Q:
A portfolio hedge is purchased in the form of a spread.
1) The call is an option on ABC Corp. with a $3 premium and a $55 exercise.
2) The put is an option on ABC Corp. with a $1 premium and a $45 exercise.
What is the value of the hedge with a 20% probability of ABC E(v) at $40, a 60% E(v) at $50 (current price), and a 20% E(v) at $60?
A:
First, calculate the net gains/losses under each probability.

At 50, the value is: cost of the spread ($1 x 100 share put) + ($3 x 100 share call). So 100 + 300 = $400 cost (or -400) of the spread.
1) The $50 per share level has no gain or loss with a cost of -400, so at $50 per share the profit/loss is -$400.

2) At $60 per share, the put is worth zero since the price of the stock is more than the put's exercise price (45). The call is worth 60-55 or $500 for 100 shares with a cost of -400, or a net of $100, so at $60 per share the profit/loss is $100.

3) At $40 per share, the call won't be exercised because the ABC stock price is under the exercise price of the call ($55). The put is worth 45-40, or $500 with a cost of -400, so at $40 per share the profit/loss is $100.

Finally, sum the probabilities:

.6 * -400 = -240
.2 * 100 = 20
.2 * 100 = 20

The value of the hedge turned out to be -$200. What would it be if there were a 40% chance of stability (no gain or loss) and a 40% chance the put would be exercised at an actual of 30? Knowing how these sensitivities work, and the direction ups and downs take the end result, is key to quick responses on many of the CFA questions!

Have a Financial Question?

RELATED FAQS

  1. What's the smallest number of shares I can buy?

    Unlike mutual funds, which can be purchased in fractional units, shares of stock cannot be divided. So, the smallest number ...
  2. How do you use put options to profit from a bear market?

    Learn how traders use put options in their trading strategies to remain profitable, even in a bear market. Everyday investors ...
  3. After exercising a put option, can I still hold my option contract in order to sell ...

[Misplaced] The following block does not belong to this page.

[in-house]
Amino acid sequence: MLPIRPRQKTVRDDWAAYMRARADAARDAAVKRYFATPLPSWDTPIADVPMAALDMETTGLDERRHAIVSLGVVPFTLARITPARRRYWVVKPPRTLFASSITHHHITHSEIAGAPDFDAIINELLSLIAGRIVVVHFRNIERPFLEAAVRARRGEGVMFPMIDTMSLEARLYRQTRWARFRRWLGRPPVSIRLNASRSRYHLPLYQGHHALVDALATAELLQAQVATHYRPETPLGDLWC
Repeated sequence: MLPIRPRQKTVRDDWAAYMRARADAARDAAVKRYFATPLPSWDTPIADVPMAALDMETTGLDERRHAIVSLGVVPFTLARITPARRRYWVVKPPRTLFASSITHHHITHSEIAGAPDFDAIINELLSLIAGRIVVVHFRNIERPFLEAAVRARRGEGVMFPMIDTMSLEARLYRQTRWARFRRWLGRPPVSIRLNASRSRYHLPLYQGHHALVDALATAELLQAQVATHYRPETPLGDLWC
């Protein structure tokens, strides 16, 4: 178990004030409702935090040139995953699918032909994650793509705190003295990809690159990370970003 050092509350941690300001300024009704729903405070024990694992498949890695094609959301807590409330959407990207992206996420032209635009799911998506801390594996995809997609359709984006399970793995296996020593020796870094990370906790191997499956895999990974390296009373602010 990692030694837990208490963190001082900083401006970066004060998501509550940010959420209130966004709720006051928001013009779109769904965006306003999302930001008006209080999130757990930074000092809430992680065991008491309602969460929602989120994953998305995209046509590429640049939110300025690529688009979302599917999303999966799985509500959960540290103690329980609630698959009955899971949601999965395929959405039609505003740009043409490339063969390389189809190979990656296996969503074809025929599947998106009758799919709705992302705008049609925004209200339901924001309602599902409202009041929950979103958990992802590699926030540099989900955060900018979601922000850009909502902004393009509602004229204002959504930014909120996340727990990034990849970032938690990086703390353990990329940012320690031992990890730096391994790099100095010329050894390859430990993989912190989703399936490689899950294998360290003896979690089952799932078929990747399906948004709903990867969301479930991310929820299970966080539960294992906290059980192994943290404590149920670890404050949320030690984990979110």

Once a put option contract has been exercised, that contract does not exist anymore. A put option grants you the right to ...
  4. How do I set a strike price in an options spread?

    Find out more about option spread strategies, and how to set the strike prices for bull call spreads and bull put spreads ...
  5. How is a put option exercised?

    A put option is a contract that gives the option holder the right, but not obligation, to sell a set amount of shares (1 ...
  6. What is spread hedging?

    Learn about one of the most common risk-management strategies options traders use, called spread hedging, to limit exposure ...
RELATED TERMS
  1. Put

    An option contract giving the owner the right, but not the obligation, ...
  2. Exercise Price

    The price at which the underlying security can be purchased (call ...
  3. Aggregate Exercise Price

    The strike price of a put or call option multiplied by its contract ...
  4. Early Exercise

    The exercise of an option prior to its expiration date. Early ...
  5. Cash-Based Option

    A type of option which is always settled in cash. Upon exercise, ...
  6. Call Over

    When the buyer of a call option exercises the option. In options ...
Hot Definitions
  1. Diversification

    A risk management technique that mixes a wide variety of investments within a portfolio. The rationale behind this technique ...
  2. European Union - EU

    A group of European countries that participates in the world economy as one economic unit and operates under one official ...
  3. Sell-Off

    The rapid selling of securities, such as stocks, bonds and commodities. The increase in supply leads to a decline in the ...
  4. Brazil, Russia, India And China - BRIC

    An acronym for the economies of Brazil, Russia, India and China combined. It has been speculated that by 2050 these four ...
  5. Brexit

    The Brexit, an abbreviation of "British exit" that mirrors the term Grexit, refers to the possibility of Britain's withdrawal ...
  6. Underweight

    1. A situation where a portfolio does not hold a sufficient amount of a particular security when compared to the security's ...
Trading Center